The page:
In proposing the broadest overhaul of financial oversight since the Great Depression, the Bush administration has kicked off a fierce debate. It pits those eager to revamp an antiquated system against an industry opposed to excessive regulation.

The administration is aware of the hardening lines. The 200-page plan set for release Monday comes with the financial system in the midst of the most severe credit crisis in two generations.

That crunch has meant billions of dollars of losses for big banks and investment houses. It has caused the near-collapse of the country's fifth largest investment bank, made it harder for consumers and businesses to get loans and pushed the country to the brink of a recession.

The market turmoil has presented an opening for critics to make the case for strong federal rules to crack down on abuses that they believe were at the heart of the current crisis.

But Treasury Secretary Paulson, who has led the effort to rewrite regulations, rejects that criticism.

"I do not believe it is fair or accurate to blame our regulatory structure for the current turmoil," according to a draft of a speech he planned to give Monday when he outlines the administration's proposals.

In interviews over the weekend, administration officials sought to frame the proposals as an effort to devise a system that would help keep U.S. companies competitive in an increasingly connected global economy.

"Despite the fact that there will be a temptation to view this through a lens of what is happening now in credit markets, this has been a process that has been going on for a year," said David Nason, Treasury's assistant secretary for domestic finance. "These are very complex issues that require a serious amount of debate."

Treasury began work on the review in early 2007. It came in response to complaints from the financial services industry that U.S. businesses were losing their edge in global competition because of over-regulation by Washington.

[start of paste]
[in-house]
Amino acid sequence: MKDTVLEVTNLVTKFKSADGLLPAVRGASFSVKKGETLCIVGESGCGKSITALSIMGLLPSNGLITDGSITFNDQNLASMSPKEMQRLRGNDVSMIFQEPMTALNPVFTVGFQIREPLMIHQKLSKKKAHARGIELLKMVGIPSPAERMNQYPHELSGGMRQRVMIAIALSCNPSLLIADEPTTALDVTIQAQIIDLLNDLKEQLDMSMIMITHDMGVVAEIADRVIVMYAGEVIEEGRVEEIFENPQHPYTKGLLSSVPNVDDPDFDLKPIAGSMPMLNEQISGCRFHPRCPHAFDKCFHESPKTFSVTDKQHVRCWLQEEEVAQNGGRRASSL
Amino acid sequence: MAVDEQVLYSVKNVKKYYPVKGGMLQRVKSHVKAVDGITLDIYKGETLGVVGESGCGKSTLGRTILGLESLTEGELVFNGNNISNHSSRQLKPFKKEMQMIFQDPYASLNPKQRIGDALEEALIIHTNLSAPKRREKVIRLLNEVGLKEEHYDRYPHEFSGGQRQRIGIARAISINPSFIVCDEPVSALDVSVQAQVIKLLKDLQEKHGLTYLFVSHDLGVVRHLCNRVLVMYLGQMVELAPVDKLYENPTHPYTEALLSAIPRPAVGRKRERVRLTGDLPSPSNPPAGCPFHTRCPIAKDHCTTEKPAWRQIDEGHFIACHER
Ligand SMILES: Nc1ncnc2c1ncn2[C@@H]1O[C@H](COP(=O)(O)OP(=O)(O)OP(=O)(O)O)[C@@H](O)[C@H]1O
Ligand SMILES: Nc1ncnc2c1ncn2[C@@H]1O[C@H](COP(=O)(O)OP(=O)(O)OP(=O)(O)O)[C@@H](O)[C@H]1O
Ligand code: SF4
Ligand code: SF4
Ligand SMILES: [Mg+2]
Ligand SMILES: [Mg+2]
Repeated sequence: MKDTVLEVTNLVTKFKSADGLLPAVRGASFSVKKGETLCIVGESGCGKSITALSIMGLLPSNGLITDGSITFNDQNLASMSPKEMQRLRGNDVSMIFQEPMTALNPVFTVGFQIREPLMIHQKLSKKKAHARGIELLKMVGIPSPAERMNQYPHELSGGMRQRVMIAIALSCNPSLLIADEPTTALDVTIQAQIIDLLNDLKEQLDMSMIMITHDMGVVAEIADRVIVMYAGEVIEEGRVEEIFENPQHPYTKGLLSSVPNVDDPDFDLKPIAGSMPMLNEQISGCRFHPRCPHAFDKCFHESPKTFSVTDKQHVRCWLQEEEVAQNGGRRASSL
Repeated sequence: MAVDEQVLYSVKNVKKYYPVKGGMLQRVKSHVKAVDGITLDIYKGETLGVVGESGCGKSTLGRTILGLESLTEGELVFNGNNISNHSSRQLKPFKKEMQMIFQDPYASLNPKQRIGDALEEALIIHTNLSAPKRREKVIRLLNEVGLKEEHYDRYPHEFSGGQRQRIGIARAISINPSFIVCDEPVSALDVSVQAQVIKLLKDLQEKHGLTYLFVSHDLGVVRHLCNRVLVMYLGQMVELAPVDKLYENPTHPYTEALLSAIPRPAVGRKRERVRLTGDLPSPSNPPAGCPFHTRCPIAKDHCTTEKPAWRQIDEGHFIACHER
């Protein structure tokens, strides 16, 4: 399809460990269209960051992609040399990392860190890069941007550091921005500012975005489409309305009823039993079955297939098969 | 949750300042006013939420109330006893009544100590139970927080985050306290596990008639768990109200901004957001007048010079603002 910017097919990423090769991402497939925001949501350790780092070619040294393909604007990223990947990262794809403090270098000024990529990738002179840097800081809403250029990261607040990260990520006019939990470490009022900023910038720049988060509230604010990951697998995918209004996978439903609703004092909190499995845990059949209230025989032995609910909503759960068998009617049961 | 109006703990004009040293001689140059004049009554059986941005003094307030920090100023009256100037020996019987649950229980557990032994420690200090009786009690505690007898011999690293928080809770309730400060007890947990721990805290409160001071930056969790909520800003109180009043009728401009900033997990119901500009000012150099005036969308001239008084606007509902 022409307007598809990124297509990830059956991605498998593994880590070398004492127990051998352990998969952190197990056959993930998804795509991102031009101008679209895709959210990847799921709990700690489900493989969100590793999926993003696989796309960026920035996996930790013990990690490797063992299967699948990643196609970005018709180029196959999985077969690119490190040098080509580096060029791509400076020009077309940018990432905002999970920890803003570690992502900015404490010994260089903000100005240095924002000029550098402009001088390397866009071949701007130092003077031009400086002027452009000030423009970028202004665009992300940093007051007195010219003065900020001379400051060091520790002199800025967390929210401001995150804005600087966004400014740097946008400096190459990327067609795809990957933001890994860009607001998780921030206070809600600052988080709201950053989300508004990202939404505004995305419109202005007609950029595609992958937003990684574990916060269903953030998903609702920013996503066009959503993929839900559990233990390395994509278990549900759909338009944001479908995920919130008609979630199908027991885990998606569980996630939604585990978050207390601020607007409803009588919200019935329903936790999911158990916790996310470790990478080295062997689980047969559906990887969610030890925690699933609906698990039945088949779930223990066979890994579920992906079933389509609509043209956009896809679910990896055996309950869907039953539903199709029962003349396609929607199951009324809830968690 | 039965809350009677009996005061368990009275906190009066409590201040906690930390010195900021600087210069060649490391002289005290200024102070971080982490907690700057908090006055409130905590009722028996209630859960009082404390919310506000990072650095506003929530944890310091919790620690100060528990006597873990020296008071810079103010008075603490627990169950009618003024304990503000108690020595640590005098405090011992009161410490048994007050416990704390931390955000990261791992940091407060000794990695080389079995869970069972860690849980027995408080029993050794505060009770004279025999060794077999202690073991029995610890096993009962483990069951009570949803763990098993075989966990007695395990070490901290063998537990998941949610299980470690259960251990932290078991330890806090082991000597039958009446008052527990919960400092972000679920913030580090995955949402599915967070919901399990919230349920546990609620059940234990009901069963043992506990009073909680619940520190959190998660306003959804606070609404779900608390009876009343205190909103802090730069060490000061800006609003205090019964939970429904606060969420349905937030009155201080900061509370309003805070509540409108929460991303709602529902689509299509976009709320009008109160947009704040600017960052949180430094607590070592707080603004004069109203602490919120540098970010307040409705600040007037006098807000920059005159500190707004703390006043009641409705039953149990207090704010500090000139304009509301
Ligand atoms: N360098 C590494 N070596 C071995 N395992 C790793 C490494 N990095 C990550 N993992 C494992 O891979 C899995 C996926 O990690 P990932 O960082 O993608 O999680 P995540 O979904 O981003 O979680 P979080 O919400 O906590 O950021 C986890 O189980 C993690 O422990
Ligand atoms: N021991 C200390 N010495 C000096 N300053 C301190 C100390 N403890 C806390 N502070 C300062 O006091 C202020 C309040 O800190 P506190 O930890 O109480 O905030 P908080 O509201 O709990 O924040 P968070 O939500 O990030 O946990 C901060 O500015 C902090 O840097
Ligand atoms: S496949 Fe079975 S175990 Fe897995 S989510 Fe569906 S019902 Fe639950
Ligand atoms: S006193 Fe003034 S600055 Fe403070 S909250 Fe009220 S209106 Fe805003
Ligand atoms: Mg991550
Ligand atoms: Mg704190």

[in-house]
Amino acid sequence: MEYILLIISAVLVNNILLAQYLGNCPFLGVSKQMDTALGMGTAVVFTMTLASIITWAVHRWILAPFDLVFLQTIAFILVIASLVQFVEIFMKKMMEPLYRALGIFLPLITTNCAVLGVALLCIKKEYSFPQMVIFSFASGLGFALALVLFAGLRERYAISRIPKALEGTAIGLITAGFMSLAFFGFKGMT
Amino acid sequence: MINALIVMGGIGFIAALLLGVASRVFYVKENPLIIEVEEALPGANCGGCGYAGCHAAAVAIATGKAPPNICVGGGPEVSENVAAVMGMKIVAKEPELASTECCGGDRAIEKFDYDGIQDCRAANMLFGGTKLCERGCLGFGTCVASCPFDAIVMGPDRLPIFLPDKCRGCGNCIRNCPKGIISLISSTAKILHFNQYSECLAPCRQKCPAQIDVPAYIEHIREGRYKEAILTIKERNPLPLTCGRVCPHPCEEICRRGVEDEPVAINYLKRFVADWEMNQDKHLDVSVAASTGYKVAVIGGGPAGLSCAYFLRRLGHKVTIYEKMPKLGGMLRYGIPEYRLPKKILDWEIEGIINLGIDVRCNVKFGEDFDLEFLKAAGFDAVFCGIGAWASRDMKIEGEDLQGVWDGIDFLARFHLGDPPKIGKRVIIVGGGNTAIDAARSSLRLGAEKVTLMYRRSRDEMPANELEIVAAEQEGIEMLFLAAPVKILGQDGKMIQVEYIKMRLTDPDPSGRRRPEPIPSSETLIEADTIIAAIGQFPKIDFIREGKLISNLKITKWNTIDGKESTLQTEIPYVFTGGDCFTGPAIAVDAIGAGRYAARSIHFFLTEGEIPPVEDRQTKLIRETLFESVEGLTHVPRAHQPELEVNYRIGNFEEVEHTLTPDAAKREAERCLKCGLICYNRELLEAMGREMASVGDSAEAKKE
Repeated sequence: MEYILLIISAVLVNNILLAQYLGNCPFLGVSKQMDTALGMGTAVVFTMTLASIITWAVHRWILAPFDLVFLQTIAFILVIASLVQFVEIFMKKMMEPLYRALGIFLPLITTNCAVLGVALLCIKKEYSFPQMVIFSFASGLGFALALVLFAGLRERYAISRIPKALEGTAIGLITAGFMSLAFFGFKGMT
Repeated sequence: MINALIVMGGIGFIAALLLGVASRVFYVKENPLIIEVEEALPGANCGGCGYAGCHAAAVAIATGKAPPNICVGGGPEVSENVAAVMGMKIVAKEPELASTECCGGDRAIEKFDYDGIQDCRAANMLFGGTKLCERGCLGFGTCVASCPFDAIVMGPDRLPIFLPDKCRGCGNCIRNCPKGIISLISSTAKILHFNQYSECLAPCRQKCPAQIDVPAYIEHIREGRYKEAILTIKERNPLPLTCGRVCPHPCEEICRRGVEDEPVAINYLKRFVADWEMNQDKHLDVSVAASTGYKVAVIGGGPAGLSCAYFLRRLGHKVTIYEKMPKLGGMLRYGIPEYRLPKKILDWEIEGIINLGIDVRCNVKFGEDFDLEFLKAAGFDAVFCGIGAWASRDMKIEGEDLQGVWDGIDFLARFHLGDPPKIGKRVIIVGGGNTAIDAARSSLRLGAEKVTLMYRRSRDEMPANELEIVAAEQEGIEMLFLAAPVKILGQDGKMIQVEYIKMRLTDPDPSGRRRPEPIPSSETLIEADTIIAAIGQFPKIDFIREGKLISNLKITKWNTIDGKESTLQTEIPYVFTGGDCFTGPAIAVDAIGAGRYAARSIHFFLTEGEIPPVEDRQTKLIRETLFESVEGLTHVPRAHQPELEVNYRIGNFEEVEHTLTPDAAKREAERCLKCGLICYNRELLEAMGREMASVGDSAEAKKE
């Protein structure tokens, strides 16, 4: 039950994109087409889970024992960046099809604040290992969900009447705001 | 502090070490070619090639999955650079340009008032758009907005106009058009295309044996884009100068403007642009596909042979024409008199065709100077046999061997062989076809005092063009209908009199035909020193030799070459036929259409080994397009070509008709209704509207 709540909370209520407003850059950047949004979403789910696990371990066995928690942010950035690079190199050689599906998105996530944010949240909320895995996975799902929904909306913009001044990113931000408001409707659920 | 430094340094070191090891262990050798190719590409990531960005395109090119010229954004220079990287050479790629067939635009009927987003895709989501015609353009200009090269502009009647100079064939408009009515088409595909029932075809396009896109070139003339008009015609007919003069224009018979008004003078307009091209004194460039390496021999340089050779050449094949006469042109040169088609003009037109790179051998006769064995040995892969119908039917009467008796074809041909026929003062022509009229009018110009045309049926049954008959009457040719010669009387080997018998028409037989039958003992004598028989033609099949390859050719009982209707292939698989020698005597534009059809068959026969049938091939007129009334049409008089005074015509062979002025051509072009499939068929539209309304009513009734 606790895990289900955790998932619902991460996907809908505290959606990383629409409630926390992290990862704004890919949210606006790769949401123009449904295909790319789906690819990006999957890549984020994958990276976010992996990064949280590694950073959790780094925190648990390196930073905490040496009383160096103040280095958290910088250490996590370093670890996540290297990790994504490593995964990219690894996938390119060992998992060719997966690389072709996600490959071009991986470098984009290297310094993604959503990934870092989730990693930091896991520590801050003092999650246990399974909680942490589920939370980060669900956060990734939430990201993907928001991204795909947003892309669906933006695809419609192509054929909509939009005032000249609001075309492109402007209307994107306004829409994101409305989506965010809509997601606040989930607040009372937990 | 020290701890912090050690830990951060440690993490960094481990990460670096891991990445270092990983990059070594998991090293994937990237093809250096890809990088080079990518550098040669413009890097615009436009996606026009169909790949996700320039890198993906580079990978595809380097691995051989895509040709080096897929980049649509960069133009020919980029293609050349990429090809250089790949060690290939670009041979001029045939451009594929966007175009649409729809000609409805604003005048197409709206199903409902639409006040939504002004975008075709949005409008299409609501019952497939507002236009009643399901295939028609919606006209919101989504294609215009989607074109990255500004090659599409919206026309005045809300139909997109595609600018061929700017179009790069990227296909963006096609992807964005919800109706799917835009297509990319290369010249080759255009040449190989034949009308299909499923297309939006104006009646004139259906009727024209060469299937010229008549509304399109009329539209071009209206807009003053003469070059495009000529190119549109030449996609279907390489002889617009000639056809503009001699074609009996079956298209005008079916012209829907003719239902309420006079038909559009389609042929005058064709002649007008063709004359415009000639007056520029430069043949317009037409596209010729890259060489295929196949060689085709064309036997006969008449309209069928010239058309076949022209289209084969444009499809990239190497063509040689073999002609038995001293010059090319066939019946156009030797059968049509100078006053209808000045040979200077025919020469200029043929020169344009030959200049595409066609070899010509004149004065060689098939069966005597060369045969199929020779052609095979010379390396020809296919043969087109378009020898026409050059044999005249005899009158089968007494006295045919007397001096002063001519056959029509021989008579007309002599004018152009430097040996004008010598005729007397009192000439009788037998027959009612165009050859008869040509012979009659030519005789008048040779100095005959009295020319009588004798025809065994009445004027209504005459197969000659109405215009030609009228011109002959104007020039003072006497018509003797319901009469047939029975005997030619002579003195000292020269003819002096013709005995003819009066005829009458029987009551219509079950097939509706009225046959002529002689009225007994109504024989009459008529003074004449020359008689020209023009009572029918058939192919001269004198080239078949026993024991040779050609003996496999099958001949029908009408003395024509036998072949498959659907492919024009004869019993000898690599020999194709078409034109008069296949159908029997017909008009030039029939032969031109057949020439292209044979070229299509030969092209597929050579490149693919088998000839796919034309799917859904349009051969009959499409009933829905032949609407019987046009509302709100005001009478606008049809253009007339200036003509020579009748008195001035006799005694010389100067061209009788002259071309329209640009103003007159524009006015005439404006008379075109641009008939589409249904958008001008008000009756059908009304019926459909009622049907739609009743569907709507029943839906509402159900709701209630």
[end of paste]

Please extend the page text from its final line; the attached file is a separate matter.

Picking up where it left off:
The yearlong review produced a plan calling for the greatest changes in financial regulation since many of the current oversight institutions were created in the 1930s.

The Federal Reserve would be a big winner, gaining new powers to serve as the protector of stability for the entire financial system. The plan would abolish some institutions such as the Office of Thrift Supervision and the Commodity Futures Trading Commission; their responsibilities would shift to other agencies.

According to a 22-page executive summary obtained by The Associated Press, the Paulson plan envisions a three-stage process that would lead to establishing three main regulatory agencies.

The Fed would sit at the top with expanded responsibilities as the "market stability regulator." But the Fed would lose its current powers over bank holding companies.

The proposal would combine the five agencies now responsible for regulating banks, thrifts and credit unions into a single regulatory agency.

The powers of the Securities and Exchange Commission would go into a super agency responsible for business conduct and consumer protection.

Some in the financial industry are concerned that Congress could rush to legislate. They make the comparison to the Sarbanes-Oxley law, passed in 2002 four months after it was introduced in response to the accounting scandals at Enron and other large companies. That effort produced some unintended consequences that, the industry believes, has hurt the global competitiveness of American companies.

"These are phenomenally complex issues and a thoughtful and deliberative approach is what is needed," Rob Nichols, president of the Financial Services Forum, said in an interview Sunday.

The administration's proposals got a mixed reaction on Capitol Hill.

The chairman of the Senate Banking, Housing and Urban Affairs Committee, Sen. Christopher Dodd, said in a statement the recommendations deserved careful consideration. But the Connecticut Democrat said he believed they "would do little if anything to alleviate the current crisis."

House Financial Services Committee Chairman Barney Frank, D-Mass., said Paulson's plan was a "very constructive step forward."

"By rejecting the argument for the status quo ... he has narrowed, albeit by no means removed, the differences between his position and that of many Democrats," Frank said. He has led the effort to look at regulatory changes needed to prevent a repeat of the current mortgage and credit problems.